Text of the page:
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State of New Jersey v. Racole T. Muldrow

April 11, 2012

STATE OF NEW JERSEY, PLAINTIFF-RESPONDENT,
v.
RACOLE T. MULDROW, DEFENDANT-APPELLANT.



On appeal from the Superior Court of New Jersey, Law Division, Ocean County, Indictment No. 07-12-02007.

Per curiam.

NOT FOR PUBLICATION WITHOUT THE APPROVAL OF THE APPELLATE DIVISION

Submitted March 28, 2012 -

Before Judges Fuentes and J. N. Harris.

Defendant Racole T. Muldrow pled guilty to three crimes -- third-degree possession of a controlled dangerous substance with the intent to distribute within 1000 feet of school property, N.J.S.A. 2C:35-7; second-degree possession of a firearm while committing a drug offense, N.J.S.A. 2C:39-4.1(a); and second-degree possession of a weapon by a convicted person, N.J.S.A. 2C:39-7(b) -- after his motion to suppress was denied. At sentencing, the court imposed an aggregate nine-year prison sentence with five years of parole ineligibility. Muldrow appeals, arguing the following:

POINT I: SINCE THE INITIAL ENCOUNTERS BETWEEN THE POLICE AND THE DEFENDANT WAS A DE FACTO ARREST NOT SUPPORTED BY PROBABLE CAUSE AND SINCE THE DEFENDANT'S FLIGHT DID NOT SUFFICIENTLY ATTENUATE THE TAINT OF THE INITIAL ILLEGALITY, THE TRIAL COURT ERRED IN DENYING THE DEFENDANT'S MOTION TO SUPPRESS.

We affirm.

I.

Lakewood Police Officer Leroy Marshall was the sole witness at the suppression motion. At the conclusion of the hearing, the motion court rendered an oral decision denying Muldrow's motion. It found, among other things, that (1) Marshall's testimony was credible; (2) the police "did witness [Muldrow] committing a crime, that is, the unlawful possession of a weapon"; (3) Muldrow's flight constituted an intervening factor validating the police chase, apprehension, and his consequent arrest; and (4) the evidence seized from Muldrow's person was incident to a lawful arrest.

On August 18, 2007, Marshall was assigned to the Lakewood Street Crimes Unit along with Detective Sergeant Vandazilva. Marshall and Vandazilva knew Muldrow from previous encounters. At approximately 8:39 a.m., the police officers drove an unmarked police vehicle near the intersection of Martin Luther King Drive and Lois Lane in Lakewood, described as a "[h]igh crime, high drug area," "almost [an] open air drug distribution area." They were in the vicinity after "receiving information from reliable informants . . . that Mr. Muldrow was responsible or a suspect in a couple of shootings that had occurred." Marshall recounted that he learned from a detective that "Mr. Muldrow would be in the area with a weapon and an unknown amount of [controlled dangerous substances]."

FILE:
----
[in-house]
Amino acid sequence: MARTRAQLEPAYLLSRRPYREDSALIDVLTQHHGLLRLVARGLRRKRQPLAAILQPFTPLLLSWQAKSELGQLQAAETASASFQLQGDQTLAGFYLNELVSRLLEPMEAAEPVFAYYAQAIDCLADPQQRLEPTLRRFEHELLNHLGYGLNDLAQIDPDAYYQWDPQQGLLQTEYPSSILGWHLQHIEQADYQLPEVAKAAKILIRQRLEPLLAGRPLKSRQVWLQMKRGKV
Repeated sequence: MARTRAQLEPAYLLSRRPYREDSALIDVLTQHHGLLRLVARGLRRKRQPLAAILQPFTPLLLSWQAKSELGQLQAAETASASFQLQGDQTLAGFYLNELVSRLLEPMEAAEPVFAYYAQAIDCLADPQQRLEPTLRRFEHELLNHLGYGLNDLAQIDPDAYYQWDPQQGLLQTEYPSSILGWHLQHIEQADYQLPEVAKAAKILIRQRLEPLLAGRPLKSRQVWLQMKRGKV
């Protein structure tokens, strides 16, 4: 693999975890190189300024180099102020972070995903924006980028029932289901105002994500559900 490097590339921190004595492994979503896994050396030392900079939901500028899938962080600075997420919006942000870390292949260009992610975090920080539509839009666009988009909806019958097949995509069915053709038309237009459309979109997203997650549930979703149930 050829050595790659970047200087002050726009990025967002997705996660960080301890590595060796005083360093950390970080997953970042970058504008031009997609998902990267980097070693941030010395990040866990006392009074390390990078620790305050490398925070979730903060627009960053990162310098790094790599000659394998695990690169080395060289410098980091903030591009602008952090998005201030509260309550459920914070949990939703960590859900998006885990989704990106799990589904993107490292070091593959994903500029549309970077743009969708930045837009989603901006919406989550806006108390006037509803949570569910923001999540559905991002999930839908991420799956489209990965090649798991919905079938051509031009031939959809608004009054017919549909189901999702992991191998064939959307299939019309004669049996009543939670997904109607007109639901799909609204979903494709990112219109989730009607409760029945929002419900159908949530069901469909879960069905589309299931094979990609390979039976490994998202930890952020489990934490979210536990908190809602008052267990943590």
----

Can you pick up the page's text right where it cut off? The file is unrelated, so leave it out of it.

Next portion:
From their vehicle, the officers observed Muldrow alight from a taxicab, which was only thirty feet away. Marshall testified that as Vandazilva turned the vehicle into Lois Lane, Vandazilva yelled, "[g]un." Later, Marshall learned that Vandazilva "saw a firearm protruding from under [Muldrow's] T-shirt."

The two officers then "exit[ed] the vehicle, [their] weapons holstered to [their] sides, badges clearly displayed around [their] necks, handcuffs on [their] belts, and radios attached to [their persons]." Vandazilva then yelled, "[p]olice." Muldrow looked stunned "for a second"; "[h]e appeared to be shocked. And then he started running towards Martin Luther King Drive."

Marshall and Vandazilva took off in hot pursuit. In less than a minute, while trying to scale a fence, Muldrow stumbled and fell. Marshall observed Muldrow toss something to the ground. Vandazilva reached Muldrow first, "[falling] on top of him, advis[ing] him he was under arrest." The object that Muldrow discarded was found to be a fully-armed "Intratec 9 automatic firearm," described by Marshall as a "[m]achine gun or assault rifle." After being handcuffed, Muldrow was searched, and approximately two grams of cocaine were recovered from his pocket.

The motion court found that when the police officers first came upon Muldrow, they "observed [him] committing a crime, that is, the unlawful possession of a weapon. Additionally, the defendant committed obstruction and resisting arrest when he fled from the officers upon their identification and instructions to stop." Consequently, the court held that "the evidence [was] admissible [because] it was ...


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